Brain-powered car highlights distraction danger

Monday, 18 November 2013

No, you haven't misread the headline, or woken up in the future - scientists have actually developed a car that's driven by brainwaves.

A partnership between developers Emotiv and the Royal Automobile Club of Western Australia uses a specially created neuro-headset and customised software to connect drivers' brains to the engine of a Honda i40.

14 sensors in the headset monitor electrical activity in the frontal, temple, parietal and perceptual areas of the brain, which register activity when the driver is processing their actions on the road.
When activity falls below a certain level, signalling that the driver has become distracted, the software tells the accelerator to switch to idle, slowing the car safely to a halt.

The sensors in the headset are so advanced that they not only register when a driver is 'zoning out', but can spot when attention moves from the road to the radio, while a built-in gyroscope signals the software when the driver's eyes stray from the road.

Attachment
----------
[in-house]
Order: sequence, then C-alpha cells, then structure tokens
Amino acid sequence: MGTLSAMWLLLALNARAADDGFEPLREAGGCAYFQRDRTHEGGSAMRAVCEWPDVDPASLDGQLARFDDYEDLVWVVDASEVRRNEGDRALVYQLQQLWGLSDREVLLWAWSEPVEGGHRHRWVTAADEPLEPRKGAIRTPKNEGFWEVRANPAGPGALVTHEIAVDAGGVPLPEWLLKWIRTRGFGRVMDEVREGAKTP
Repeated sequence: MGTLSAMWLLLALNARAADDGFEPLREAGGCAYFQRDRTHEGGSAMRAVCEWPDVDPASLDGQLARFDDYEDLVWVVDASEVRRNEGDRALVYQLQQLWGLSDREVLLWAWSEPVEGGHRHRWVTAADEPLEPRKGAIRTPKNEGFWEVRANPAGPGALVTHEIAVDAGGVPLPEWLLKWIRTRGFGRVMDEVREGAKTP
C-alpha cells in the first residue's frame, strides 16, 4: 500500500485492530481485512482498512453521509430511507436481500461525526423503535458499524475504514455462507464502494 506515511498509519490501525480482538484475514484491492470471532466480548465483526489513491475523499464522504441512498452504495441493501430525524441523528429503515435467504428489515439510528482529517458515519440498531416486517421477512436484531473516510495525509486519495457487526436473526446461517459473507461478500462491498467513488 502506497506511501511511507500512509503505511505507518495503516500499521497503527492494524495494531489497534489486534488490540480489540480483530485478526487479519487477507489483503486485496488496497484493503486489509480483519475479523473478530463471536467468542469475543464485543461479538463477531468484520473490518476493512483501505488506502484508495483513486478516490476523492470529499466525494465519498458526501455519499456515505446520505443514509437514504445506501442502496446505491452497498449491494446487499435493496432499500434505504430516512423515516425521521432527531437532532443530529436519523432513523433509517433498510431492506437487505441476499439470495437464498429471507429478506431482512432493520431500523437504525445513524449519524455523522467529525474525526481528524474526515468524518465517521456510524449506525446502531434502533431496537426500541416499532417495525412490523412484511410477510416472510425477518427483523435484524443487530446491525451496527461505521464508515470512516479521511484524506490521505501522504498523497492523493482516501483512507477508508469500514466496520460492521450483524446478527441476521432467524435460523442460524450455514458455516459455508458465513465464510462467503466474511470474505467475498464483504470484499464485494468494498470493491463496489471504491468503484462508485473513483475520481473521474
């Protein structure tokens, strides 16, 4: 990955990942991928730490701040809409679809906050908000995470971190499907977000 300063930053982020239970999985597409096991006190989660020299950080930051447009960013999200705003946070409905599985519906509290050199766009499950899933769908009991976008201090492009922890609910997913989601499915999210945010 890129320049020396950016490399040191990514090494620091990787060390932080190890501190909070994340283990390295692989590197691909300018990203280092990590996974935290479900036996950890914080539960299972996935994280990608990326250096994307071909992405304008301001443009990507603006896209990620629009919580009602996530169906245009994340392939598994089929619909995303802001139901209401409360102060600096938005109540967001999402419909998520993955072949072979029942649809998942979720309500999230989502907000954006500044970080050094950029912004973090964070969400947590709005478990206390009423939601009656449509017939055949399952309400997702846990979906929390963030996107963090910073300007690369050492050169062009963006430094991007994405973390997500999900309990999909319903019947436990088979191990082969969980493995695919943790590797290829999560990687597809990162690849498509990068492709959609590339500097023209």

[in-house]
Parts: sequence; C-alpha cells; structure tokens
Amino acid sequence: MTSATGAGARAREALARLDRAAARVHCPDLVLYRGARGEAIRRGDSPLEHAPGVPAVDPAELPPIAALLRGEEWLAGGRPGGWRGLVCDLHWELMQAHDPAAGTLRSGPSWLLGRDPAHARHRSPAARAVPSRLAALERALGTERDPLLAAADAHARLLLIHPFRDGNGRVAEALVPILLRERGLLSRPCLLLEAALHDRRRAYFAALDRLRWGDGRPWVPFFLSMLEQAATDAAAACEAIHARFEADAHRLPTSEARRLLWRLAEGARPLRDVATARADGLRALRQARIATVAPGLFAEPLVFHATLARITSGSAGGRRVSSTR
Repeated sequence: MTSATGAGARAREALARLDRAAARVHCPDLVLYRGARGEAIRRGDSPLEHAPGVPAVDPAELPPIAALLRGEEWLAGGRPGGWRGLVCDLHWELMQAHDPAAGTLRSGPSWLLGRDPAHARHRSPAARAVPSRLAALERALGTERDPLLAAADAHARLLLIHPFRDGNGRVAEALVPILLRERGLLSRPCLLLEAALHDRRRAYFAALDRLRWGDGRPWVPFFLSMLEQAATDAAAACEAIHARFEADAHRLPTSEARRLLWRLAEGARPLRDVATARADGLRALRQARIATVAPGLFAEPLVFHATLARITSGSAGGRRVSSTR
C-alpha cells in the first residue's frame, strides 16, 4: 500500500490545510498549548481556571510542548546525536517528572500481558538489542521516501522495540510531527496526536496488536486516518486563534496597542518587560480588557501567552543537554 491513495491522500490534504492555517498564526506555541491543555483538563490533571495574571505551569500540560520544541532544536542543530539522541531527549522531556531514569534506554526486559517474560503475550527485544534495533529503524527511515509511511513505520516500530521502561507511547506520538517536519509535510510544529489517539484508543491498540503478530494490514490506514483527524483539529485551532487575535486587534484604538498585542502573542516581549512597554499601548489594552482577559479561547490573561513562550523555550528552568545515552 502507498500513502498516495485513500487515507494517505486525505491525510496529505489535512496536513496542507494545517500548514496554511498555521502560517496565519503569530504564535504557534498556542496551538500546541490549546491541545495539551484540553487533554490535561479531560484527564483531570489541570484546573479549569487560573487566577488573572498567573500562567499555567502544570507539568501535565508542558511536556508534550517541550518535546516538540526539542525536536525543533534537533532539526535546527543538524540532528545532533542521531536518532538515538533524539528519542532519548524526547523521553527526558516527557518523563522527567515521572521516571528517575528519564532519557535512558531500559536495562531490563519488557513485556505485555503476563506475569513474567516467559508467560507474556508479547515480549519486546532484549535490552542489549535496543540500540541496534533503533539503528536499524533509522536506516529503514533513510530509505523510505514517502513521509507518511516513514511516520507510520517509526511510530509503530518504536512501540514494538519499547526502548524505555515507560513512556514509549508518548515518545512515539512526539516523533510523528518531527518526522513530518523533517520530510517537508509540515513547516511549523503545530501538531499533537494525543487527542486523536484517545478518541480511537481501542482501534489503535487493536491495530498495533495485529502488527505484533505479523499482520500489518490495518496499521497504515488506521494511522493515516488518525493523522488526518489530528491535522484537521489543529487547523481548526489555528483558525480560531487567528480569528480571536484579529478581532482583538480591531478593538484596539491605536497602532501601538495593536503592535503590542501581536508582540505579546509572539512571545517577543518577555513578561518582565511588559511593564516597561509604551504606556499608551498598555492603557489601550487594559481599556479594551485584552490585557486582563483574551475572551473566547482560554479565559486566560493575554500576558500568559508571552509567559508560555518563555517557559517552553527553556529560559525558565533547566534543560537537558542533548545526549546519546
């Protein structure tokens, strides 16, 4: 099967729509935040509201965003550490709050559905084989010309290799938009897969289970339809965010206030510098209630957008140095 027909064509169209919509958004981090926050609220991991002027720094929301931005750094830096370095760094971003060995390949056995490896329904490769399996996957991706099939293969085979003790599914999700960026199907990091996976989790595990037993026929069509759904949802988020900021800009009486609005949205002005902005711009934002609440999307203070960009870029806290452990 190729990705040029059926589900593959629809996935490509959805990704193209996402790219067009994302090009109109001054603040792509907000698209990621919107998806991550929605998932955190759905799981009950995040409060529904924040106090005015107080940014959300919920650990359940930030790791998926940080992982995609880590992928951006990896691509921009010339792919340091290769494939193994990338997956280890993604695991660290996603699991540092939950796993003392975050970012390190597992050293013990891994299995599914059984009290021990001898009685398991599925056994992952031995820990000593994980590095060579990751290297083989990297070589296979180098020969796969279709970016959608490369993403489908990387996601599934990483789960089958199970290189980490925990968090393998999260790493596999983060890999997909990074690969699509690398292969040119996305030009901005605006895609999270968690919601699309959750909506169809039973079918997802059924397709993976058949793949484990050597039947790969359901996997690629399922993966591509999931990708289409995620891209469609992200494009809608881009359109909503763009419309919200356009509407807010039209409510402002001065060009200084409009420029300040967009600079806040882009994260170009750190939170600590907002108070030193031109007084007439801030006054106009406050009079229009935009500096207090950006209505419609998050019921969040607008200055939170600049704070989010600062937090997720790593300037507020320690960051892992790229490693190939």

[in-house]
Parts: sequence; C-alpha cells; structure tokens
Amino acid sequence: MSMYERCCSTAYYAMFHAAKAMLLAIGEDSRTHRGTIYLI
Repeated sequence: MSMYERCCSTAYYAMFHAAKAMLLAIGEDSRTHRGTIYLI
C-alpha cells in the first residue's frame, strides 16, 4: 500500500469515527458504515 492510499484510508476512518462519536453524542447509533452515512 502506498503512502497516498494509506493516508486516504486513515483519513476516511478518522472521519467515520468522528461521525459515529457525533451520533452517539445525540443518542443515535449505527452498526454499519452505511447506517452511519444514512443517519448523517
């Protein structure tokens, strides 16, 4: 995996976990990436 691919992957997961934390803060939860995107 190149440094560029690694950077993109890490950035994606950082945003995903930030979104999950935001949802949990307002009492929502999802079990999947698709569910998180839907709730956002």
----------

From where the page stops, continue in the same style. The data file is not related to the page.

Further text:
Speaking to The Daily Mail, Emotiv chief technical officer Dr. Geoffrey Mackellar commented: "We can’t read thoughts, but we can figure out to a fair approximation what’s going on in the brain... we can generally detect if someone is alert, if they’re hearing things, whether they’re speaking, just from activity in different parts of the brain.

"We wanted to look for specific attention related to driving, and we can detect that with quite good accuracy."

Keeping track of your brainwaves while driving might sound like an Orwellian nightmare, but the quirky experiment does highlight the serious issue of driver distraction. Road safety charity Brake estimates that as many as 22% of accidents are caused by driver inattention, and a report released last week showed that a shocking 20% of drivers admit to having fallen asleep at the wheel.

To avoid tiredness on long journeys, and the risk of unnecessary car insurance claims, we recommend:

• Taking regular rest stops - even a short stop in a brightly lit service station can reduce fatigue by convincing your body's natural rhythm that it's still daytime

• Staying hydrated by drinking plenty of fluids

• Turning the air con down, or opening a window, to get your circulation going

• Chewing gum. Your body will produce insulin, waking up your system

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